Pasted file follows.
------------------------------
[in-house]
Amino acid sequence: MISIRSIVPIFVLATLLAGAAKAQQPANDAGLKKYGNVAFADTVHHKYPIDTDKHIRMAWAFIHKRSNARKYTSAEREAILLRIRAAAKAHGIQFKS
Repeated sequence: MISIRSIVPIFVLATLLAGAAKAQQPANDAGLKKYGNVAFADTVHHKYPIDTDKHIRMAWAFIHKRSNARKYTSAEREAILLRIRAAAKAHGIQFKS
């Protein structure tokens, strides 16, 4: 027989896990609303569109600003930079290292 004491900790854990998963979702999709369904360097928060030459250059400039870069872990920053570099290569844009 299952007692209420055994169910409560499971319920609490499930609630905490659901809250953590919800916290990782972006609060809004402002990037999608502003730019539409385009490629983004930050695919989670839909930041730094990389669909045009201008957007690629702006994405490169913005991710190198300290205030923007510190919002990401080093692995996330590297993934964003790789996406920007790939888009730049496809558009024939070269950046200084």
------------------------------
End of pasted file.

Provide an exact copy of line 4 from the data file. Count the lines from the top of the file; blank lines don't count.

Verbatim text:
């Protein structure tokens, strides 16, 4: 027989896990609303569109600003930079290292 004491900790854990998963979702999709369904360097928060030459250059400039870069872990920053570099290569844009 299952007692209420055994169910409560499971319920609490499930609630905490659901809250953590919800916290990782972006609060809004402002990037999608502003730019539409385009490629983004930050695919989670839909930041730094990389669909045009201008957007690629702006994405490169913005991710190198300290205030923007510190919002990401080093692995996330590297993934964003790789996406920007790939888009730049496809558009024939070269950046200084």